RICHARDS, BERNARD GERSON


RICHARDS, BERNARD GERSON (1877–1971), U.S. journalist, widely active in Jewish affairs. Richards was born in Keidan (Kedziniai), Lithuania, and was taken to the U.S. in 1886. He began his journalistic career as a reporter on the Boston Post, and wrote for several Boston and New York papers, as well as for Yiddish and other Jewish journals, including the American Hebrew and The New Palestine. He also edited the magazine New Era. From 1906 to 1911 Richards served as secretary of the Jewish Community of New York City, an organization designed to further the cause of Judaism, and in 1915 helped found the *American Jewish Congress, of which he was executive director until 1932. At the end of World War I he was a member of the American Jewish delegation to the Versailles Peace Conference. He also founded the Jewish Information Bureau of Greater New York (1932), and the American Jewish Institute, New York (1942) to further adult education. He was director of both these institutions. He was also a member of the Zionist Organization of America, and his revised edition of I. Cohen's The Zionist Movement (1946) included a supplementary chapter of his own on Zionism in the U.S. His other books were The Discourses of Keidansky (1903), and Organizing American Jewry (1947). His papers are in the library of the Jewish Theological Seminary, New York.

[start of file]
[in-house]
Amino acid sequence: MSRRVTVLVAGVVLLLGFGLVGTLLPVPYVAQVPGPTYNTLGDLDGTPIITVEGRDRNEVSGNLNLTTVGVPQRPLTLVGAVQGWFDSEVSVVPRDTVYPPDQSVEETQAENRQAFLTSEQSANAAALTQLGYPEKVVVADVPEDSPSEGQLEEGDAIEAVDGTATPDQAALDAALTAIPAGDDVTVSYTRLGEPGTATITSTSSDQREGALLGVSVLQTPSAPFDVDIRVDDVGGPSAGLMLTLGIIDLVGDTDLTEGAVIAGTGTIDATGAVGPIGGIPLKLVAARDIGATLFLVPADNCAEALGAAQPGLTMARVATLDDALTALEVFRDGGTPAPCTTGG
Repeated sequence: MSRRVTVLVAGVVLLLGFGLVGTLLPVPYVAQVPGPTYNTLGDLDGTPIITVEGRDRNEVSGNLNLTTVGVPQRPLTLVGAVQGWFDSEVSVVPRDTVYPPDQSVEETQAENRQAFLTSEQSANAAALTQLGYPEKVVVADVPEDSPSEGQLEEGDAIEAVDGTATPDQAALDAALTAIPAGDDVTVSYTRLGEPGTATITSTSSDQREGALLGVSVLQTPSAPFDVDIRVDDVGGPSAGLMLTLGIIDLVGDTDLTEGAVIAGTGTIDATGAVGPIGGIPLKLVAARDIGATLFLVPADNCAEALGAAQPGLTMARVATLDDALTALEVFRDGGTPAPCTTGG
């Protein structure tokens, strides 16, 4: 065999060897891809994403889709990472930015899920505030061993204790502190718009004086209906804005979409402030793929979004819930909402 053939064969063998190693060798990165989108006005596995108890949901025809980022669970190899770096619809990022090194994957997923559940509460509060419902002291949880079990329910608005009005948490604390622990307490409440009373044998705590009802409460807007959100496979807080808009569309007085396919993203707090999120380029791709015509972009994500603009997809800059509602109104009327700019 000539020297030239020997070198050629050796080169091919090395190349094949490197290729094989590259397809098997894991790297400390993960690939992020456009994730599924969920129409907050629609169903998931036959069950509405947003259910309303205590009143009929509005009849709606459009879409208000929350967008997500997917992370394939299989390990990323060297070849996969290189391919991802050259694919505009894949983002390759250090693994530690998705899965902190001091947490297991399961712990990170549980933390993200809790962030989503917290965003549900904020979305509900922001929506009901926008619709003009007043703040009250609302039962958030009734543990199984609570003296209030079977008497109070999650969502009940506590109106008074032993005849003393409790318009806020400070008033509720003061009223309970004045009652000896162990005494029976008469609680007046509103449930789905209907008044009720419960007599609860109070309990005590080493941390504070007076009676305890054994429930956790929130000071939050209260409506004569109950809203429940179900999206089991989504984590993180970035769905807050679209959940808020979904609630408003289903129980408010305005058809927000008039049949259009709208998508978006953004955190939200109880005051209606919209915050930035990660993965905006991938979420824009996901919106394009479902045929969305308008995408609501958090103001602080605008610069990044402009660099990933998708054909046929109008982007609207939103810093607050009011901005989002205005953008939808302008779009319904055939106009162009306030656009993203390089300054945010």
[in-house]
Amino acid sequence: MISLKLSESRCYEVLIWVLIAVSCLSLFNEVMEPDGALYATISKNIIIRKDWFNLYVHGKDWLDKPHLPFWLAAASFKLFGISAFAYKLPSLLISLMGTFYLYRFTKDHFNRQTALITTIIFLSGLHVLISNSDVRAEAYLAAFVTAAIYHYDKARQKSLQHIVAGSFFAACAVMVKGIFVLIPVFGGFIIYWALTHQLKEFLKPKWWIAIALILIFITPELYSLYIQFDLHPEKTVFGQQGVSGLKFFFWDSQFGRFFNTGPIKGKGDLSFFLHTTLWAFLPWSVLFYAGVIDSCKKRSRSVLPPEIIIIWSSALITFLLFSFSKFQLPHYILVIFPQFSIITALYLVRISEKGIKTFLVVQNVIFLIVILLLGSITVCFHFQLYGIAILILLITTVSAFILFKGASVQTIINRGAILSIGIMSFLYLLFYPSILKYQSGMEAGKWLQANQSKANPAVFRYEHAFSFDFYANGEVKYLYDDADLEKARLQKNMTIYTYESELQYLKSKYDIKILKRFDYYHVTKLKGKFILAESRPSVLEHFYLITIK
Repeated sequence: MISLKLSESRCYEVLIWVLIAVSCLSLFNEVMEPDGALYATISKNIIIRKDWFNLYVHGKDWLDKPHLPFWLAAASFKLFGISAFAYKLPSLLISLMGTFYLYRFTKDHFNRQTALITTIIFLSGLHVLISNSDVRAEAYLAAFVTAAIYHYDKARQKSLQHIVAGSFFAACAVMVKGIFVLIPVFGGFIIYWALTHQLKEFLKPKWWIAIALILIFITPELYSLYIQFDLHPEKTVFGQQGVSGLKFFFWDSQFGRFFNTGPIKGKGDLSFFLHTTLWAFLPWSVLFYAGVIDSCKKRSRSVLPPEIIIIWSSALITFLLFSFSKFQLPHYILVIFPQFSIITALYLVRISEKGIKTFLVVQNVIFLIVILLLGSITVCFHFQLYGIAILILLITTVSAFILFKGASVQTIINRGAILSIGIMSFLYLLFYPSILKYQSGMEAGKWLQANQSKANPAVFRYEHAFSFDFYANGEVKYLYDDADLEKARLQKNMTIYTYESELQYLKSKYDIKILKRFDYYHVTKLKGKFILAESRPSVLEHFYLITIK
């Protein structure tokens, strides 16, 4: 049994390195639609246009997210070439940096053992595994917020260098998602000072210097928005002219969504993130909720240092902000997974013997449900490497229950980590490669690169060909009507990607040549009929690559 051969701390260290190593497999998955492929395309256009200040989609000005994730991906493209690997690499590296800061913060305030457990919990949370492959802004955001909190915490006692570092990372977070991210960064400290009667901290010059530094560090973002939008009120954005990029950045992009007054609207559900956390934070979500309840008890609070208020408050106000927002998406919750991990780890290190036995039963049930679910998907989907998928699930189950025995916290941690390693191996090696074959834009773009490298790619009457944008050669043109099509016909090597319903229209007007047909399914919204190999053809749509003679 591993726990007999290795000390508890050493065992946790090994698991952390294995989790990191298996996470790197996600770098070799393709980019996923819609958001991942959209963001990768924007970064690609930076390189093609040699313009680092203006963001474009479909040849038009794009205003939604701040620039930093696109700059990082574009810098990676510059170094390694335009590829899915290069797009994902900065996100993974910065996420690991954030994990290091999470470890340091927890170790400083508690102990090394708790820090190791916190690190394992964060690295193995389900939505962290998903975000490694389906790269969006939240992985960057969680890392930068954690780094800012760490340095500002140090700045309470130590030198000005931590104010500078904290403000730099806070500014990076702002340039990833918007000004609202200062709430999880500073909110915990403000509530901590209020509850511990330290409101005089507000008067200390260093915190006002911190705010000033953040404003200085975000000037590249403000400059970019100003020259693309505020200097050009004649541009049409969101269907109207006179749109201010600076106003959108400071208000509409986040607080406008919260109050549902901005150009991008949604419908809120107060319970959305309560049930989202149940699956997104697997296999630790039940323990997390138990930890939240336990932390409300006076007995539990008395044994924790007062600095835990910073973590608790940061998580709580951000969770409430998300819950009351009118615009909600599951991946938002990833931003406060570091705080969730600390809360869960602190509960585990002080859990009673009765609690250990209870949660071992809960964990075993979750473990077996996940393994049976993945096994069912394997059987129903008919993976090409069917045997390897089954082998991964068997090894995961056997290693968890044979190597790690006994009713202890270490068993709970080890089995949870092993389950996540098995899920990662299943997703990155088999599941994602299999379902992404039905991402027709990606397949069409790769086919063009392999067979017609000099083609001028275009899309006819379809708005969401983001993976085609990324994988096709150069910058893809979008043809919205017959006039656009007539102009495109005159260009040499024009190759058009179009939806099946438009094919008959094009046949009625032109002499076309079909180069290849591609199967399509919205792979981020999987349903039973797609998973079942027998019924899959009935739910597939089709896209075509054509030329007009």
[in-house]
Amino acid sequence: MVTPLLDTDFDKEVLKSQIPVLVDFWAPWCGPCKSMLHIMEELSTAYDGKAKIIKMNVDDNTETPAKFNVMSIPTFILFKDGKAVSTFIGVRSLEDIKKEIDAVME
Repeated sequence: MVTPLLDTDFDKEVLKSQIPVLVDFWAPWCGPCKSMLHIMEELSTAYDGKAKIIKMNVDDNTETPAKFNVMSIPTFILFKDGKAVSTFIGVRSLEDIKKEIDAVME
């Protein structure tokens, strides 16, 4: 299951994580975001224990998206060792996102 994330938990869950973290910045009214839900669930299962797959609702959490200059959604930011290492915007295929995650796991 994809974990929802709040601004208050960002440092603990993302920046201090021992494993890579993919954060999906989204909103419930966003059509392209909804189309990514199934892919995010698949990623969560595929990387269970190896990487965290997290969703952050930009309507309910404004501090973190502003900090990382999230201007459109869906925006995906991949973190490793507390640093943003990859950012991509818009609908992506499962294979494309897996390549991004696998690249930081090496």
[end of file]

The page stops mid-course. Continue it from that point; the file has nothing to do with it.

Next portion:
[Irving Rosenthal]


Source: Encyclopaedia Judaica. © 2008 The Gale Group. All Rights Reserved.